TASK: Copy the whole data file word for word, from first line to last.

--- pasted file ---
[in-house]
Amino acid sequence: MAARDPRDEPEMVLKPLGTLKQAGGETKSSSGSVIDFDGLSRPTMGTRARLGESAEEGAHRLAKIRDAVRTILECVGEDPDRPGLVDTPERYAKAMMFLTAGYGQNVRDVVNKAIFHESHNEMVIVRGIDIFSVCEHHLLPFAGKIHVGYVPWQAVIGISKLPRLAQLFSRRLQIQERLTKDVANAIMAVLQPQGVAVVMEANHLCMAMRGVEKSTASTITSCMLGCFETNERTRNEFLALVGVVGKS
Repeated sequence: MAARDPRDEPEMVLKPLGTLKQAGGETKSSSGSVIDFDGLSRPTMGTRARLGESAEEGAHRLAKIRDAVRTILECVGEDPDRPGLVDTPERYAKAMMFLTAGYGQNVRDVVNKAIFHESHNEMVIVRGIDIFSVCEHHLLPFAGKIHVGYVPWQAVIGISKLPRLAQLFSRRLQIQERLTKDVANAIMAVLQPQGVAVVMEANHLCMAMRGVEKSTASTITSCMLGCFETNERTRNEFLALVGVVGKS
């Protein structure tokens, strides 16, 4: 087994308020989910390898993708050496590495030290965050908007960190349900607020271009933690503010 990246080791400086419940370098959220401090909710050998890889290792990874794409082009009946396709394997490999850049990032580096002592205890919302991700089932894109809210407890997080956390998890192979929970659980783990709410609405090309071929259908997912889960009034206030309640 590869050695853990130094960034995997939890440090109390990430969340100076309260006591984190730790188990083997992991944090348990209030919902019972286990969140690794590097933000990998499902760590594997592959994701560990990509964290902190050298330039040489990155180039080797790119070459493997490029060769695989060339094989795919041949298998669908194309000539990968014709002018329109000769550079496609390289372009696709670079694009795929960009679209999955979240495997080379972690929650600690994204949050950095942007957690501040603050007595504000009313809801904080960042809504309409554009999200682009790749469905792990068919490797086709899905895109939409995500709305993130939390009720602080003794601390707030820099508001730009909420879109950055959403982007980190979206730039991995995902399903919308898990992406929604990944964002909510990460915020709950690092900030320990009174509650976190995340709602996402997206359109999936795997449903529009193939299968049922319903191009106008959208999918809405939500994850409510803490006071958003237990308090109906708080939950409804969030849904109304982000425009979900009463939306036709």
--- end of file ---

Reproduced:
[in-house]
Amino acid sequence: MAARDPRDEPEMVLKPLGTLKQAGGETKSSSGSVIDFDGLSRPTMGTRARLGESAEEGAHRLAKIRDAVRTILECVGEDPDRPGLVDTPERYAKAMMFLTAGYGQNVRDVVNKAIFHESHNEMVIVRGIDIFSVCEHHLLPFAGKIHVGYVPWQAVIGISKLPRLAQLFSRRLQIQERLTKDVANAIMAVLQPQGVAVVMEANHLCMAMRGVEKSTASTITSCMLGCFETNERTRNEFLALVGVVGKS
Repeated sequence: MAARDPRDEPEMVLKPLGTLKQAGGETKSSSGSVIDFDGLSRPTMGTRARLGESAEEGAHRLAKIRDAVRTILECVGEDPDRPGLVDTPERYAKAMMFLTAGYGQNVRDVVNKAIFHESHNEMVIVRGIDIFSVCEHHLLPFAGKIHVGYVPWQAVIGISKLPRLAQLFSRRLQIQERLTKDVANAIMAVLQPQGVAVVMEANHLCMAMRGVEKSTASTITSCMLGCFETNERTRNEFLALVGVVGKS
């Protein structure tokens, strides 16, 4: 087994308020989910390898993708050496590495030290965050908007960190349900607020271009933690503010 990246080791400086419940370098959220401090909710050998890889290792990874794409082009009946396709394997490999850049990032580096002592205890919302991700089932894109809210407890997080956390998890192979929970659980783990709410609405090309071929259908997912889960009034206030309640 590869050695853990130094960034995997939890440090109390990430969340100076309260006591984190730790188990083997992991944090348990209030919902019972286990969140690794590097933000990998499902760590594997592959994701560990990509964290902190050298330039040489990155180039080797790119070459493997490029060769695989060339094989795919041949298998669908194309000539990968014709002018329109000769550079496609390289372009696709670079694009795929960009679209999955979240495997080379972690929650600690994204949050950095942007957690501040603050007595504000009313809801904080960042809504309409554009999200682009790749469905792990068919490797086709899905895109939409995500709305993130939390009720602080003794601390707030820099508001730009909420879109950055959403982007980190979206730039991995995902399903919308898990992406929604990944964002909510990460915020709950690092900030320990009174509650976190995340709602996402997206359109999936795997449903529009193939299968049922319903191009106008959208999918809405939500994850409510803490006071958003237990308090109906708080939950409804969030849904109304982000425009979900009463939306036709």